Matthew 6:7-8,  vain repetition in prayer

6:7 In praying, don’t use vain repetitions, as the Gentiles do; for they think that they will be heard for their much speaking.
6:8 Therefore don’t be like them, for your Father knows what things you need, before you ask him.”

(Matt 6:5-8 WEB)

As Matt 6:2-4 deals with merciful deeds, Matt 6:5-6 deals with prayer, and Matt 6:16-18 deals with fasting, each does so using the same format, a format which, in the case of Matt 6:5-6 does not extend into verse seven. From this it is clear that Matt 6:7-8 represent an introduction to the Lord's prayer. Yet, there appears to be a paradox inherent in that, for, whilst these verses seem to discourage repetitious prayer, the Lord's prayer seems to be designed for repeated use!

Commentators often note that Jesus does not start this comment with 'if you pray,' but rather he assumes that his disciples will pray. But many seem to have struggled with the apparent contradiction between this verse and teaching on prayer elsewhere in the scriptures. For example, the early theologian Augustine suggested that, whilst prayer should be fervent and heartfelt, for the most part it should take the form of wordless groans. Cassian took a different approach, suggesting that prayers should be frequent, but kept short. Both would seem to satisfy the letter of the law, but miss its spirit.

The word used here for prayer is the same as that used in Matt 6:5-6, where its close relationship to life-threatening situations, at least in its earlier uses, has already been noted. It is worth noting, however, that in more general usage the root word described all manner of prayer and was even used of vows, such as one taken by the Apostle Paul. This potential ambiguity has made the precise meaning of word that comes next even more elusive, for the verb battologeo is only found here and in a few other texts that derive from this. Translators have turned to exploring its likely derivation, but even then they cannot be certain. Does it embody the name of an ancient stuttering king, is it an onomatopoeic word, or maybe a hybrid of the Aramaic for empty and the Greek for words? Different translators have their favourite theories, hence we have various suggestions such as “keep on babbling” (NIV84), “babble repetitiously” (NET), “heap up empty phrases” (ESV), and “vain repetitions” (AV).

Thankfully, between them, Jesus and Matthew have included sufficient linguistic signposts to make sense of what is meant, and from following these it is clear that the ESV's “heap up empty phrases” is pretty close to what was intended. The key to resolving this lies in verse seven’s reference to many words. In Greek this is polulogia, a word the Septuagint uses in a single place, and there to translate a word that the Hebrew Bible uses only twice. In Prov 10:19 it tells us “In the multitude of words there is no lack of disobedience, but he who restrains his lips does wisely” (WEB). It begs the question 'what sort of prayers can lead to disobedience?' Thankfully, the context of the second passage, Eccl 5:3, makes it clear. Let me summarise and paraphrase its message - guard your way, suggests the writer, don't utter things hastily before God and keep your words few. Any ambition brings its problems, but only a fool tries to resolve them with many words, for it is better not to vow than to make a vow and then not honour it. It is no use later protesting that you did not mean it. Why should God have cause to consider you disobedient and act against you.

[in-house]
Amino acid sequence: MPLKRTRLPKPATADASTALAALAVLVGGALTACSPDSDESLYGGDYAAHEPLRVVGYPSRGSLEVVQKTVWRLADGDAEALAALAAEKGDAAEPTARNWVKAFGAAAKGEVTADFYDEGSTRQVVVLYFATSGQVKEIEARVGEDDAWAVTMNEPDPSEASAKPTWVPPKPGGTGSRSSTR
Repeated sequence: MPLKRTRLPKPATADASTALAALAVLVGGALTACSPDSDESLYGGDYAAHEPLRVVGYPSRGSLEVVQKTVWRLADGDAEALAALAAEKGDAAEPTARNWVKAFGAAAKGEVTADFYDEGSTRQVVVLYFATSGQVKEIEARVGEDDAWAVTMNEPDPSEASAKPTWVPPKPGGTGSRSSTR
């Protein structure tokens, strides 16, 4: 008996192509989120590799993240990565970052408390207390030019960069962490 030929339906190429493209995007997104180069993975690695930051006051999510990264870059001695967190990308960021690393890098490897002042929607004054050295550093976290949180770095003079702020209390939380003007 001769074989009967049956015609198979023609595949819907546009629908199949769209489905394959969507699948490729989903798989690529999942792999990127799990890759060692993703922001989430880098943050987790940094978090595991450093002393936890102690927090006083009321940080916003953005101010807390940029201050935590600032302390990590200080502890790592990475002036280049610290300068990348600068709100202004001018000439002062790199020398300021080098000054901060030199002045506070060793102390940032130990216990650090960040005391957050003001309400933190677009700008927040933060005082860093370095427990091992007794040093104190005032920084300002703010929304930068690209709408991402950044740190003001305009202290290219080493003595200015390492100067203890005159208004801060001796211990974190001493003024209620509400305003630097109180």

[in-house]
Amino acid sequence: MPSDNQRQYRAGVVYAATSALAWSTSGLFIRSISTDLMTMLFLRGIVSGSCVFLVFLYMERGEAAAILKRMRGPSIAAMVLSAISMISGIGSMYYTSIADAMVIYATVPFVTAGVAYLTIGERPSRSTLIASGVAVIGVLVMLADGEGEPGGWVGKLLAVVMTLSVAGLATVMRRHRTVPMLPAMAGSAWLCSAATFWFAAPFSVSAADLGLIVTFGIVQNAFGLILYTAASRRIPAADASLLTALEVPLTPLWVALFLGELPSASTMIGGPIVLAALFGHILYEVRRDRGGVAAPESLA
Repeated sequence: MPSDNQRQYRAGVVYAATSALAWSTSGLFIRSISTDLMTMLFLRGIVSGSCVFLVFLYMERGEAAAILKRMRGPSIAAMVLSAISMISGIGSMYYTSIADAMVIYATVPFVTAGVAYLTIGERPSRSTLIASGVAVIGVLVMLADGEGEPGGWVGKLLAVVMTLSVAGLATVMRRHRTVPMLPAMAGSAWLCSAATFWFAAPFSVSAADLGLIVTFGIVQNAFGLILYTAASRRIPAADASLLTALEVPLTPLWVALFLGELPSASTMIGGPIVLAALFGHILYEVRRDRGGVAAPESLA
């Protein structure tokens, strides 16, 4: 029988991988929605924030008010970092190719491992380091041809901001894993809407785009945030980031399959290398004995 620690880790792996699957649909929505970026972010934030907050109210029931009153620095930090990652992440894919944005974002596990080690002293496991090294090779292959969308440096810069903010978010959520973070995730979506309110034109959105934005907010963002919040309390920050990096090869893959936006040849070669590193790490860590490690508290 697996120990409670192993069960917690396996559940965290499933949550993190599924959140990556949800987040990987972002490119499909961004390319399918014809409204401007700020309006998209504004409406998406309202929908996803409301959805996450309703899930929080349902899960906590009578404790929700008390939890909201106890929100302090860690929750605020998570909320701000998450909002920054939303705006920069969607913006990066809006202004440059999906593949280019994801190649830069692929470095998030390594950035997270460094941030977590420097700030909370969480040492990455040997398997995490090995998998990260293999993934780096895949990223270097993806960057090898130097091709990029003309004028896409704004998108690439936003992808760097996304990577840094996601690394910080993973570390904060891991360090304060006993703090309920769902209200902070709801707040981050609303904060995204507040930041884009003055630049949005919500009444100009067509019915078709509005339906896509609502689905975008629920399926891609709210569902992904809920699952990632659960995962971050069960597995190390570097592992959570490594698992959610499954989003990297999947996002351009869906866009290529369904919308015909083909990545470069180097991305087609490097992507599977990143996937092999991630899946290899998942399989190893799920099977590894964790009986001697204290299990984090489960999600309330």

A vow might take the form of promising to make some gift to God, of either possessions or service, in return for some tangible blessing, like a business success or rain before the end of the week. The Bible records various instances where people made vows, not least of which the vow that their founding father Israel took. But it is a short step from offering to express your gratitude in a particular manner should God do what you desire, to seeing a vow as a means to bribe God in your favour. From Jesus words, it appears that the non-Jewish community were fond of trying to twist their gods' arms in this manner. That certainly seems to be the case from temple records that have been unearthed. The trouble is, the more vows you make the harder it is to keep track of them all and the more likely they are to conflict with one another.

From Matt 5:8 it is clear that Jesus’ concern was the uttering of too many promises, driven by the perception that only by doing so will our needs be met. Nor was it only a problem for his day, it still goes on today, with songs that lead worshippers to make ever more extravagant promises, in the hope that God will reciprocate. To undermine that perspective he assures us that God knows what we need to have. As he does so we are reminded once again of the account of the three young men in Daniel (a passage alluded to in Matt 6:5), for as Nebuchadnezzar asked who would deliver them from the furnace, they responded that they had no need to answer, for their God was able. Of the few places in which the Septuagint mentions the Sermon’s word for need, it here translates a word that is unique to the Daniel verse, and so, assuming Jesus used it, would have helped clarify the context of his comment.

To sum up, Jesus is not here being critical of praying the same prayer numerous times, but rather of being too liberal with our promises to God, making them without thinking through the consequences, and then not following through on them. Nor is their any necessity to feel driven by extremity to deploy such tactics, for God knows that his servants need saving and is more than able to do so, should He so choose.